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How to have ‘the vape talk’ with your kids

Thursday, 29 Feb 2024
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E-cigarettes, vapes, stigs, pods… they go by many names and they pose a health risk to our young people.

As parents and carers, it is important to talk about vaping with our children and teens. By being available to have these conversations with our kids, we build connections and trust, and empower them to make healthier and safer choices in the future.

What are e-cigarettes (vapes) and how are they used? 

E-cigarettes are battery-powered devices that mimic the process of smoking by heating an e-liquid into a vapour. The vapours are inhaled and exhaled. This is known as ‘vaping’. The vapour can be odourless or scented with added flavourings and scents. E-cigarettes can look like traditional cigarettes, cigars or everyday items such as USBs or pens. In Australia, the most common e-cigarettes are small disposable plastic devices. 

What is in e-cigarettes? 

Most vaping products are produced in countries without regulations, so it’s difficult to know exactly what they contain. In fact, a study on more than 50 vape “juices” available in Australia found none of them had accurate ingredient lists. Research revealed vapes contain many toxic chemicals, including nicotine, formaldehyde, and propylene glycol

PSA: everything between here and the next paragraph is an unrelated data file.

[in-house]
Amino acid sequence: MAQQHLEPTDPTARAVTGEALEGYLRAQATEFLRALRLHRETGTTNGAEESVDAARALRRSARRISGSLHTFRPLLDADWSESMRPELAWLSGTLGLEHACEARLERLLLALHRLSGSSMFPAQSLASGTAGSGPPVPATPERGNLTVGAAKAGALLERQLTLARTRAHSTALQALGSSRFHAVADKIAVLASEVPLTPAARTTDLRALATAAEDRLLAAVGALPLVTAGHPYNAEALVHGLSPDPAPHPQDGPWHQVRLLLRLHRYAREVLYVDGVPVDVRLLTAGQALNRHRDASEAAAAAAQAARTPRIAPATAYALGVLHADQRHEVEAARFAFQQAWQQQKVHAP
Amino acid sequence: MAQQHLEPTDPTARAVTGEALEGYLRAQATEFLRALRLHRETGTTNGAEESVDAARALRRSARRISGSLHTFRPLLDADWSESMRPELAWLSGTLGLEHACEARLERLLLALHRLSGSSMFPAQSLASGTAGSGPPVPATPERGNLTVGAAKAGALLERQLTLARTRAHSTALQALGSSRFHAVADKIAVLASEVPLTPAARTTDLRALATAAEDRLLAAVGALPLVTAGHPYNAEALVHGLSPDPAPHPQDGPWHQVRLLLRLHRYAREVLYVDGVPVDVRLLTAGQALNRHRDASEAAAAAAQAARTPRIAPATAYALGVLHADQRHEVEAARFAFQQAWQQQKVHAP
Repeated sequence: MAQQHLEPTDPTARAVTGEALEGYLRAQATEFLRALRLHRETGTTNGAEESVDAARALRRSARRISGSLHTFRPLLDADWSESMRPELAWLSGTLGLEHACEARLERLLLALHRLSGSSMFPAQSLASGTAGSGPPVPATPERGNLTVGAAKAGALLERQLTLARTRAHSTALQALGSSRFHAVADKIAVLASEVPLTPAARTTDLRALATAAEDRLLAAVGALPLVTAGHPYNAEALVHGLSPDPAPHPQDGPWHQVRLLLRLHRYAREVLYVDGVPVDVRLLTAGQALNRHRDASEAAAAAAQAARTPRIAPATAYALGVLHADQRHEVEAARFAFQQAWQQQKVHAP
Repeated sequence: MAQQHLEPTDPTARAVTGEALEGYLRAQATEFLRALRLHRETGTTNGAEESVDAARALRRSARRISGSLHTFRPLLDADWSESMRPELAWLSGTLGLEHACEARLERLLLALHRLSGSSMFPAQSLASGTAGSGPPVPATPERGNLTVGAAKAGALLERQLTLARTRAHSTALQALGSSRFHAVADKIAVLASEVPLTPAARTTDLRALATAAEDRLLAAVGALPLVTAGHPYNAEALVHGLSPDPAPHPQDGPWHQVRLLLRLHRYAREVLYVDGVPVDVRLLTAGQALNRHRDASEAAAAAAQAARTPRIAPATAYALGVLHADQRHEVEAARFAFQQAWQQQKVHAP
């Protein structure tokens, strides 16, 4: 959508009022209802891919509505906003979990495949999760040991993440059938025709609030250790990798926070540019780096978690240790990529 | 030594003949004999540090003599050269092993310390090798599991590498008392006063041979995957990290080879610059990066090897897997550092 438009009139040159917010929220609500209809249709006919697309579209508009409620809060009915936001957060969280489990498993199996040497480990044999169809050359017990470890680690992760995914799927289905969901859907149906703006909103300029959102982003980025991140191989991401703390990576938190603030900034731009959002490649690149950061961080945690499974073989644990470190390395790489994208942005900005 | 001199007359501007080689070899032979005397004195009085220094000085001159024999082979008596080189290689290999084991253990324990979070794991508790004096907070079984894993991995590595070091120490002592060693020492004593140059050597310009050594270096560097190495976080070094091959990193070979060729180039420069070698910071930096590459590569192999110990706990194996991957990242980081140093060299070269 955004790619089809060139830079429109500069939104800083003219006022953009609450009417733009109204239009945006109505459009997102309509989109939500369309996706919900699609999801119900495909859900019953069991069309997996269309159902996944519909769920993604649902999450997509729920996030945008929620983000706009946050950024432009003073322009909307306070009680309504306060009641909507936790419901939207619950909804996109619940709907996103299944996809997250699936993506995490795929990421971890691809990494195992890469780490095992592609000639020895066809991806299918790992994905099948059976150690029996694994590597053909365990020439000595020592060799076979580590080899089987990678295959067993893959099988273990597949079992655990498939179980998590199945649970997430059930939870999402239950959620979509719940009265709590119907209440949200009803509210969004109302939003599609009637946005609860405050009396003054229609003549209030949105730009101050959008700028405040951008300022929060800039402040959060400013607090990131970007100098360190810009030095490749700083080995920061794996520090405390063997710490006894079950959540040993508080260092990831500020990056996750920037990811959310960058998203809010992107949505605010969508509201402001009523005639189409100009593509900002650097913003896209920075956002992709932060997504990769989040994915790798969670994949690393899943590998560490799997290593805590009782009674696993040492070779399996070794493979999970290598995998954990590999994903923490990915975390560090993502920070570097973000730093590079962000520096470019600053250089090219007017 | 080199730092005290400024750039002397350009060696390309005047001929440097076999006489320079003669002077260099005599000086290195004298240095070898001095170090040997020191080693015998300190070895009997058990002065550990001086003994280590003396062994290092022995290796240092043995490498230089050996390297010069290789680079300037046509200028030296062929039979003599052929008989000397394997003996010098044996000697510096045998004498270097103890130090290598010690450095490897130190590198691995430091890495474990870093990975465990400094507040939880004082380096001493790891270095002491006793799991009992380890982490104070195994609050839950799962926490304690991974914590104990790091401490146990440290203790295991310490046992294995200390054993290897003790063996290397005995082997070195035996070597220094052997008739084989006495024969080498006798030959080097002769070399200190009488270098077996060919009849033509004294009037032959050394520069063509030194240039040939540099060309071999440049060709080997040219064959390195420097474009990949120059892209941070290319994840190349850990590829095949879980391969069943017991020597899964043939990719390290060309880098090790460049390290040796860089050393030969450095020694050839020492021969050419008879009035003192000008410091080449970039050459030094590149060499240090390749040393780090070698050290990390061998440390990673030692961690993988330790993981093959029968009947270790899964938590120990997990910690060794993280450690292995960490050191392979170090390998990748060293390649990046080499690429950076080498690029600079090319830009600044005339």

Do e-cigarettes contain nicotine? 

E-cigarette products bought in Australia are not legally allowed to contain nicotine but if purchased somewhere else (eg online or overseas) they may contain nicotine because labelling may not be regulated. Nicotine is a highly addictive chemical. The level of nicotine in vapes can be very high, and there is evidence that some people have experienced seizures after inhaling highly concentrated levels of nicotine.  

What are the health risks? 

Vaping is not a safe activity and is potentially dangerous.  Our lungs are designed to breathe air, not the nicotine, artificial flavourings, and chemicals commonly found in e-cigarettes.   

Vaping has been linked with symptoms including persistent coughing, airway irritation, heart palpitations, chest pain, nausea, vomiting, burns, and seizures.  People who have used vapes also report that it impacts their health, fitness and lung capacity. 

How many young people are using e-cigarettes? 

Recent Government figures show rising rates of vaping among under 25s. Eleven per cent of people aged 16 to 24 reported being a current user of e-cigarettes, or “vapes”, more than double the number in 2020

Young people tend to see vaping as a “normalisedbehaviour and incorrectly believe that most secondary school students are vaping. It can be useful to highlight that the majority of their peers are not vaping regulalry.

Can e-cigarettes lead to tobacco smoking? 

E-cigarettes may normalise the act of smoking and attract young people. E-cigarette use familiarises users to traditional smoking behaviours such as inhalation, exhalation, and even holding a cigarette. This means that even if young people use e-cigarettes without the nicotine, the smoking-related behaviours they pick up make it more likely they will transition to cigarette smoking.